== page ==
Your home and its contents may look beyond hope, but many of your belongings can be restored or saved.
The Centers for Disease Control and Prevention (CDC), the Environmental Protection Agency (EPA), the New York State Health Department, and the Madison County Health Department recommend the following to help you identify what to keep and what to get rid of in your home after a flood.
Keep items that did not get wet. Items that were not flooded or did not get wet can be kept and do not need any special cleaning or handling.
You may be able to keep most items that dried quickly or items that can be cleaned with soap and water by hand or in a washing machine! As a general rule, materials that are wet and cannot be thoroughly cleaned and dried may have to be discarded because they can become a source of bacteria and mold growth. However, not everything needs to be thrown out. Mold can be cleaned up in many cases. What other items can I keep?
- Items that were kept dry in bins can be kept. Just clean and dry the outer surfaces of the bins.
- Items that can be cleaned, keep, like glass Christmas ornaments.
- Refrigerators and freezers with wet insulation should not be kept, but if there was only a few inches of water, they may be ok but will need to be thoroughly cleaned and disinfected.
- Ovens and ranges are usually salvageable but should be thoroughly cleaned and disinfected.
Items that should be thrown away when you can see or smell mold and/or the items have been underwater, may include:
- Porous items (items that absorb water) that cannot be cleaned well should not be saved
- Carpet, carpet padding, and rugs
- Upholstered furniture, mattresses and box springs
- Computers, microwaves, window A/C units and other electronic items with fans that were in moldy rooms
- Papers and books
- Disposable filters in your heating/cooling system
Can I save wood furniture, hard flooring, plastics, ceramics, and other non-porous items that came in contact with flood water? Yes, but they need to be cleaned and dried properly. Clean off dirt with a moist rag and clean using a non-abrasive household cleaning product (like a liquid or powder kitchen cleanser) or liquid dish soap mixed with water. After cleaning, dry items in warm dry area out of the sun. (Direct sunlight will cause uneven drying and shrinking of items.) Some items like chair legs may come apart or veneer may peel away and need to be re-glued after drying.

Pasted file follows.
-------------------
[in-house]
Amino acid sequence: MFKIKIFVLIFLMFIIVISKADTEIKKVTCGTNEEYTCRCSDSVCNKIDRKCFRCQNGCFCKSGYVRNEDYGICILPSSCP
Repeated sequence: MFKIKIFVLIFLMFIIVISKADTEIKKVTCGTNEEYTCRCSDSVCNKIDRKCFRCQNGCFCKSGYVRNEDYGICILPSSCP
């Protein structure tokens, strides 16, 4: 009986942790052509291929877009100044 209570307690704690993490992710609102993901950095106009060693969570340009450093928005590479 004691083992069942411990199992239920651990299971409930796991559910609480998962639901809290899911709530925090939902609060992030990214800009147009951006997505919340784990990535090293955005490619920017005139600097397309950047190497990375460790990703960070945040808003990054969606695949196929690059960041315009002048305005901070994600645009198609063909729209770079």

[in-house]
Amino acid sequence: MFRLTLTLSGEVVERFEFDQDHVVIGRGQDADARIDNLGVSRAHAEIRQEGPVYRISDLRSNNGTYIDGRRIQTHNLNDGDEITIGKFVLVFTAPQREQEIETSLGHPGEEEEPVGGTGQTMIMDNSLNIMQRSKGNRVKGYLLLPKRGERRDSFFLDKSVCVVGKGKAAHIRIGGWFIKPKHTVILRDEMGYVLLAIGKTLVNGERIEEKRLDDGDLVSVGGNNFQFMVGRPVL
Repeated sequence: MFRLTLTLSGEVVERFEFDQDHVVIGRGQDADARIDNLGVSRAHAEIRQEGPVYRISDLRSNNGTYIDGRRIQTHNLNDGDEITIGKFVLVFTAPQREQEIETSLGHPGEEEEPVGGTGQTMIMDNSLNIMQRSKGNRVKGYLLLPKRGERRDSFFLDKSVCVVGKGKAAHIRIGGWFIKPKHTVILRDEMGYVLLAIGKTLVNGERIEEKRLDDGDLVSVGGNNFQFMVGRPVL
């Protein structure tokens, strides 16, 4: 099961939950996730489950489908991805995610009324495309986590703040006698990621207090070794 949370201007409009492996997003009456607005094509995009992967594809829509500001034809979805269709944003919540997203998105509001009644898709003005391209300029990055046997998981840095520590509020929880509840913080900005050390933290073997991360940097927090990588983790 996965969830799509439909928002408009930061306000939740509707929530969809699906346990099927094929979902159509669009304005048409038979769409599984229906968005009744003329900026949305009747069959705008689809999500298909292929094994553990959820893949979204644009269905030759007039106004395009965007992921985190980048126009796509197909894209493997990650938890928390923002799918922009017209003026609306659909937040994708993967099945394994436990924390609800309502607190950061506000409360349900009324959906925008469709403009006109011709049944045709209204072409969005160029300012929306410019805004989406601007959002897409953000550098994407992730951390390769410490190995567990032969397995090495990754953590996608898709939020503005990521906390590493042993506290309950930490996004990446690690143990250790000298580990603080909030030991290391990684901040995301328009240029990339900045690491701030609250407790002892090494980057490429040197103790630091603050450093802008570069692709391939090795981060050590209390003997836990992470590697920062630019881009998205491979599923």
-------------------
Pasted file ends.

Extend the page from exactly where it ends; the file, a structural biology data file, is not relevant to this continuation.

Surfaces that were in contact with flood water should first be cleaned and then disinfected with a solution of one cup of unscented bleach to 5 gallons of water (or 3 tablespoons of bleach to one gallon of water). Also clean and disinfect surfaces that that come into contact with food, children’s play areas, and toys.
How do I protect my health when cleaning up after a flood?
- Wearing N-95 dust masks when cleanup causes airborne dust.
- Wear eye protection when cleaning can create dust or flying debris.
- Wear rubber gloves and wash your hands often using soap and water. Use an alcohol-based hand sanitizer when soap and water are not available.
- Do not mix household cleaning products, which can create dangerous fumes.
Any of the items mentioned above can be purchased at your local hardware store. In addition, if you have not had a tetanus vaccination in 5 years, get the vaccination from the Health Department or your health care provider. The vaccine protects you from a serious infection by bacteria that enters through breaks in the skins like a cut. Tetanus can be fatal, but can be prevented with the vaccine.
Our message is, if you do things right, your flooded house can be cleaned up, dried out, cleaned, repaired so you can safely move back home.
For more information about recovering after a flood, go online to:
Madison County Health Department, www.healthymadisoncounty.org,
New York State Department of Health www.health.ny.gov/environmental/emergency/flood/, Environmental Protection Agency www.epa.gov/iaq/flood/index.html
Center for Disease Control and Prevention www.bt.cdc.gov/disasters/floods/